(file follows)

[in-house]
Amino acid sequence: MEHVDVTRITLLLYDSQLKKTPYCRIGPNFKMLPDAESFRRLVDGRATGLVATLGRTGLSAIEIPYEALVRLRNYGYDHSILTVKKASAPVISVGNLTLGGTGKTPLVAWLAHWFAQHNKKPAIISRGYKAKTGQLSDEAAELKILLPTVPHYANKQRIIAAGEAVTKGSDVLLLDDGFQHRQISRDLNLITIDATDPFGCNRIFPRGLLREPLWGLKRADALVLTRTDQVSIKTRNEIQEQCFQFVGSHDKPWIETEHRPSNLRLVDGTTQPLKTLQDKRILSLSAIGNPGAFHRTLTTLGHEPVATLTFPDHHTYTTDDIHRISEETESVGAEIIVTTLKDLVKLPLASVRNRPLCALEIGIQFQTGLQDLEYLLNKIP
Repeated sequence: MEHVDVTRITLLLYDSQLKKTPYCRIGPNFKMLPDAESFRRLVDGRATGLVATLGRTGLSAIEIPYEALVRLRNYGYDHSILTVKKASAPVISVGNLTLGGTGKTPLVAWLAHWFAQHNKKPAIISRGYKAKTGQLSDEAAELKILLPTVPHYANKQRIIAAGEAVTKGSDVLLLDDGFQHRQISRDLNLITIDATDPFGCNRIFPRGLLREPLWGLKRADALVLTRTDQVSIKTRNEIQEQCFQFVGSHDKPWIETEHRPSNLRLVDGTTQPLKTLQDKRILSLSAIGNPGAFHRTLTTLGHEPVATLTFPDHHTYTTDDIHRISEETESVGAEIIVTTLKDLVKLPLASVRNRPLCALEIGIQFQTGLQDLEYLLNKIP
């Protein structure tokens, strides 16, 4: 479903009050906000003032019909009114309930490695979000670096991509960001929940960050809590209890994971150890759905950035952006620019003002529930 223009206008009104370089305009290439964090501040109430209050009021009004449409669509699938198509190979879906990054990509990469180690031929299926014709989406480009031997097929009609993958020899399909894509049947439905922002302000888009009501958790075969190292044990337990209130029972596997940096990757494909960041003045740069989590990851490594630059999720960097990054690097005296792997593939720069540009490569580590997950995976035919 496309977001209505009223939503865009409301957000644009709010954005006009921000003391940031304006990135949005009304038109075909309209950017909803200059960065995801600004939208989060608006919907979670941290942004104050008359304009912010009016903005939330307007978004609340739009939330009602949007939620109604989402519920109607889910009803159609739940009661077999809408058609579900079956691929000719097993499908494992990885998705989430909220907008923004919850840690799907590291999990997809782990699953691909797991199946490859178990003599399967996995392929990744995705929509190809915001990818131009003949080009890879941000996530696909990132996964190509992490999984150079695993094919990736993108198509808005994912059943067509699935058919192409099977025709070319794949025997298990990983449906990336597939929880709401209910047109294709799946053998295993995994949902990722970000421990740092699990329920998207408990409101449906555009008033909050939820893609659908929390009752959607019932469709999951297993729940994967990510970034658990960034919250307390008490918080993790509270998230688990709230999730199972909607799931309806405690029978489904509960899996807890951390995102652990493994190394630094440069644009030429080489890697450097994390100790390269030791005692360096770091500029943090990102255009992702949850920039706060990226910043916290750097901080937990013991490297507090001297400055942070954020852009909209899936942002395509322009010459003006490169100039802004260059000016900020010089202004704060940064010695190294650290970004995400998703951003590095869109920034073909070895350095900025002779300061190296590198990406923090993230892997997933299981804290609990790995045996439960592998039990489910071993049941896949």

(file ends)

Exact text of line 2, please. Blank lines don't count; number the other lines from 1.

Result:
Amino acid sequence: MEHVDVTRITLLLYDSQLKKTPYCRIGPNFKMLPDAESFRRLVDGRATGLVATLGRTGLSAIEIPYEALVRLRNYGYDHSILTVKKASAPVISVGNLTLGGTGKTPLVAWLAHWFAQHNKKPAIISRGYKAKTGQLSDEAAELKILLPTVPHYANKQRIIAAGEAVTKGSDVLLLDDGFQHRQISRDLNLITIDATDPFGCNRIFPRGLLREPLWGLKRADALVLTRTDQVSIKTRNEIQEQCFQFVGSHDKPWIETEHRPSNLRLVDGTTQPLKTLQDKRILSLSAIGNPGAFHRTLTTLGHEPVATLTFPDHHTYTTDDIHRISEETESVGAEIIVTTLKDLVKLPLASVRNRPLCALEIGIQFQTGLQDLEYLLNKIP